The Founders also decided that the president and vice president would be chosen by an electoral college — and they expected the electors to exercise individual judgment, rather than following the popular vote. Unlike ordinary voters who might be ill-informed or self-interested, the Founders believed that the (presumably) elite electors would be better qualified to make such an important choice.

The Founders also empowered the non-democratically elected president to appoint federal judges for lifelong terms. They believed that lifetime appointments protected judges from influence by the people or the other branches of government.

Setting aside the racist and sexist standards of the time, even for white men, the resulting Constitution was an anti-democratic document. And many elites celebrated the achievement. Alexander Hamilton wrote with glee that it enjoyed “the good will of most men of property” who wanted a strong federal government to protect them from “the depredations which the democratic spirit is apt to make on property.”

Today, praising the Constitution as the foundation of American liberty obscures who created it and why. It evades the question of whether a system of government designed by a sliver of the population in the 18th century is fit to rule a diverse nation in the 21st. And it avoids the reality that so much of the negotiations at the constitutional Convention were about assuring slavery’s place in the new republic.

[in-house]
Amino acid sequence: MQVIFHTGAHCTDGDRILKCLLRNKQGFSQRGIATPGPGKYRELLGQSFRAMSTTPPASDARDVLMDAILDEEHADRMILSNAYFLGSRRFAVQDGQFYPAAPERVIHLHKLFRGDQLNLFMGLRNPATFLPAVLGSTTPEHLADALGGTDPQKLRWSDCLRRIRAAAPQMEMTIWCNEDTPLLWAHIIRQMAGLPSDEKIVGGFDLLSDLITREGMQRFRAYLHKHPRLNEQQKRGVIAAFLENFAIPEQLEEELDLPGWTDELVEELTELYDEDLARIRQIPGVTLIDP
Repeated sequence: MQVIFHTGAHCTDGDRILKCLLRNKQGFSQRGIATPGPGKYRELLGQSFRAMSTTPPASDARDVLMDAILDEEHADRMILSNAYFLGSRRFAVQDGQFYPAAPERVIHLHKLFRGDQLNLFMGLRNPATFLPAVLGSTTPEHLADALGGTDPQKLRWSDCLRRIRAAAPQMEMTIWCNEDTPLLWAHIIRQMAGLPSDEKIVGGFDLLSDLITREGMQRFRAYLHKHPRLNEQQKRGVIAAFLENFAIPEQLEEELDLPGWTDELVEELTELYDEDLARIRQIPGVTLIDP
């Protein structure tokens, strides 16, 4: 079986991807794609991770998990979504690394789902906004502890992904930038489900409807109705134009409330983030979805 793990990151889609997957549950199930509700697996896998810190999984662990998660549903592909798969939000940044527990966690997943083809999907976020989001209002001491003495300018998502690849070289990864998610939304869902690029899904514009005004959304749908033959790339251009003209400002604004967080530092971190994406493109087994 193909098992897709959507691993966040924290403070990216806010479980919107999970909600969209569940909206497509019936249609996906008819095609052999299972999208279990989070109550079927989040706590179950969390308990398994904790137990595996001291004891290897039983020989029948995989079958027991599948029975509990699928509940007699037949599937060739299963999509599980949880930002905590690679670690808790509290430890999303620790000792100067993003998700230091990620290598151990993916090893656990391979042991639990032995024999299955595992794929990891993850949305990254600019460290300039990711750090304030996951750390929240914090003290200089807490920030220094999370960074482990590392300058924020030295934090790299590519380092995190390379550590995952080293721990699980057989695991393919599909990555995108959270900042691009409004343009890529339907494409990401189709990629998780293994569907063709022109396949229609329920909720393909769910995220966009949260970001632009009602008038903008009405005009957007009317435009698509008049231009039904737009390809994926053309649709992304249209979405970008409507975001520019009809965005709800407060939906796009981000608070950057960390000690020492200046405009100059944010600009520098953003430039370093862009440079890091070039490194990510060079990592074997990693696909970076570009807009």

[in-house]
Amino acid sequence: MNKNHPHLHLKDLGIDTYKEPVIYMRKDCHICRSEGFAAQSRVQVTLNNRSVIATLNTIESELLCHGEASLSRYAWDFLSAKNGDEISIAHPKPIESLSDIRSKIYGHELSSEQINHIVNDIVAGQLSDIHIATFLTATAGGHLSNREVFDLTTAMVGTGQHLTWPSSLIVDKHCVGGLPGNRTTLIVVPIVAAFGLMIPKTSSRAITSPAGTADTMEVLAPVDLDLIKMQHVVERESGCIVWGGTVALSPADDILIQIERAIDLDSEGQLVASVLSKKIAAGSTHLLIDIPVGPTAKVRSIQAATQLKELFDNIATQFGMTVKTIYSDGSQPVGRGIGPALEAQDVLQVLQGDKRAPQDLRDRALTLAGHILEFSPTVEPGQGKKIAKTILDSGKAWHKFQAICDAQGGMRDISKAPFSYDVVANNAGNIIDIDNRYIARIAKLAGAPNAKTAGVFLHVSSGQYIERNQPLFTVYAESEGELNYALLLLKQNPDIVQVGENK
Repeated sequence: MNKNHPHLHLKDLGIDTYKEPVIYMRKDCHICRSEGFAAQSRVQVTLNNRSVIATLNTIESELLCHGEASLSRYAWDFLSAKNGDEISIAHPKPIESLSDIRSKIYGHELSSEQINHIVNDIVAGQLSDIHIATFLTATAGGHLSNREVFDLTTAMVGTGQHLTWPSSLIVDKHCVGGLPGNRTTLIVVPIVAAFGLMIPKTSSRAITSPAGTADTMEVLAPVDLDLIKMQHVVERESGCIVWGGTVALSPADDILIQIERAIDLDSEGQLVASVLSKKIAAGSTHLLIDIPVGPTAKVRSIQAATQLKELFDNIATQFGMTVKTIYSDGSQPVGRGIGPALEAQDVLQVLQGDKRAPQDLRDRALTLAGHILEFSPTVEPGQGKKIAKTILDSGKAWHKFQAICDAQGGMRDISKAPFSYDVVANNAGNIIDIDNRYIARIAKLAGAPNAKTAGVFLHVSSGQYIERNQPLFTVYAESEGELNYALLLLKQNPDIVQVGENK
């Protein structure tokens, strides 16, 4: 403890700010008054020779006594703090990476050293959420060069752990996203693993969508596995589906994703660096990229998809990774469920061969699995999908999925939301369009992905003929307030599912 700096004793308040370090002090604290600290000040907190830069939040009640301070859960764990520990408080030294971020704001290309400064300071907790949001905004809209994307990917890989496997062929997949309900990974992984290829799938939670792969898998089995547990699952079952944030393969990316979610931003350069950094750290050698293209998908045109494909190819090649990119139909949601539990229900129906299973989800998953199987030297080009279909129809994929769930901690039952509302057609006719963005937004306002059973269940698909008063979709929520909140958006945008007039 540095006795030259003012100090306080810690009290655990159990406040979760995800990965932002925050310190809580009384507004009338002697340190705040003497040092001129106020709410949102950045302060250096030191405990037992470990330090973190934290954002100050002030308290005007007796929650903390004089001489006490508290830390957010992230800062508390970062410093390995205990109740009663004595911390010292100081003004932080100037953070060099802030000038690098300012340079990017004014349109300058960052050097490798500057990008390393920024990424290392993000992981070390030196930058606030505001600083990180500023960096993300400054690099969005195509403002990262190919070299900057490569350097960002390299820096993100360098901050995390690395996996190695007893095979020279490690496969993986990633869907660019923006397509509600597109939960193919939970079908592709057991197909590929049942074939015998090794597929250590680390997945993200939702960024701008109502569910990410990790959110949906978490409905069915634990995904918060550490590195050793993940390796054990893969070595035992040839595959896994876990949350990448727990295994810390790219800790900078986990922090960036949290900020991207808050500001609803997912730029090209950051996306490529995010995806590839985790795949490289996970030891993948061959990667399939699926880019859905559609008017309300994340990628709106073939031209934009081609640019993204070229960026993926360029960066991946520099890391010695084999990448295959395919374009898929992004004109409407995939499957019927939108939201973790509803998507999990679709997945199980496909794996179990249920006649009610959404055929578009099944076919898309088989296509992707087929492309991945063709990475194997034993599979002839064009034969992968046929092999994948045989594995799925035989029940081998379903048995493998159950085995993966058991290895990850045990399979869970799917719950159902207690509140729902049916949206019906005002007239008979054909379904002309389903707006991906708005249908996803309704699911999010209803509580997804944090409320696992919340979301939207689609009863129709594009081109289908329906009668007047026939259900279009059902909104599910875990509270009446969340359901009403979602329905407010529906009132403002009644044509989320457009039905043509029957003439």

While subsequently passed amendments have aimed to adjust the document to changing times and standards, its anti-democratic core remains. It has ensured that running for any kind of federal office requires vast amounts of money, and that those who win the presidency are almost always wealthy white men. It has meant that most people will never meet their congressperson or senator. And, perhaps most importantly, it has empowered the electoral college to override the will of the people on five separate occasions (so far), including twice in the past two decades.

Democrats can and should seek a constitutional remedy to remove Trump. But we need to confront the idea that a president who lost the popular vote by millions, deceives the public, attacks the press and does not have the confidence of the majority of Americans may not be a distortion of the constitutional order, but a feature.

The Founders waged a counterrevolution to rein in democracy, check the people’s power and fortify elite control. Two centuries later, Trump is the result. His actions may violate the Constitution with alarming regularity, but the ascension to the presidency of an unpopular billionaire who distrusts and demeans wide swaths of the American population certainly aligns with its spirit.

Worshiping the Constitution as a sacred text is not patriotism, it’s fanaticism. We can continue to pray to it, but it won’t save us. It is high time to address the anti-democratic foundations of American government.